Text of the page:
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February 2004

OS Hardening and Other Essential Linux Skills for Maintaining Security

The increased reliability and potentially better security of Linux is tempting more than a few frustrated Windows shops to consider jumping ship to the popular open source OS. You'll need competent Linux administrators and managers to deploy and maintain secure systems. This is critical, since the security of any system is directly proportional to the abilities and experience of the people operating them. While there are a number of things you'll want your Linux administrators to know, they should have the following security-specific Linux skills. - OS Hardening. This involves reconfiguring core settings, deactivating unneeded programs and tuning the remaining services for better security. In Linux implementations, this also can involve configuring the embedded system-level firewall. These steps will mitigate most known vulnerabilities and neutralize most attacks -- up to 97% in some lab tests. Freeware applications and tools like Bastille Linux, Titan and the Center for Internet Security's (CIS) Unix security scoring tool help ...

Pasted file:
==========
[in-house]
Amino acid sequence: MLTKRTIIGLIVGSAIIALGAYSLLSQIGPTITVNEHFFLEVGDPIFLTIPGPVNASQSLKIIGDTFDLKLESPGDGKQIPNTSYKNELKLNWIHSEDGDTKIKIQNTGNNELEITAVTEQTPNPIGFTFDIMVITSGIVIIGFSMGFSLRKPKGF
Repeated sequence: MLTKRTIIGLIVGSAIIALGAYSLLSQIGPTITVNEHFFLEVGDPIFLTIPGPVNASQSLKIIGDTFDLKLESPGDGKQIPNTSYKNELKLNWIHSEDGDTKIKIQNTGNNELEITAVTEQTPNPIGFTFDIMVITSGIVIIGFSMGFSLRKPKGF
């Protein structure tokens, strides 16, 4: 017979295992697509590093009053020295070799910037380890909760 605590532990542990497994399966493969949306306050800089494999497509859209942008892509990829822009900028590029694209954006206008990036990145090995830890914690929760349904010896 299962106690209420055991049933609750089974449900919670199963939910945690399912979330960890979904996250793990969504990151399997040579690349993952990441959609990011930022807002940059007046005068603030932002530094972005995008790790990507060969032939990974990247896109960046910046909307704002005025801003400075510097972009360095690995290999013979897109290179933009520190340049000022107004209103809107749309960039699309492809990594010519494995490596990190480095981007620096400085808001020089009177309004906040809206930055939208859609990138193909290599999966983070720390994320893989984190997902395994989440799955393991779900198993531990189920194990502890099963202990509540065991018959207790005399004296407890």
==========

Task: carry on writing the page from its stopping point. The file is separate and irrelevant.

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Features in this issue

  • SOX section 404: Improving security with executive communications

    by  Edward Hurley

    It's widely held that the Sarbanes-Oxley Act will be the two-by-four that gets upper management to pay serious attention to infosecurity. Here you will learn how SOX section 404 plays a hand in improving seucrity with executive communications.

  • Best practices for security report writing

    by  Robert Garigue and Marc Stefaniu

    Concise, targeted security reports command the attention of the executives who need to act on them. Learn best practices for security report writing.

Columns in this issue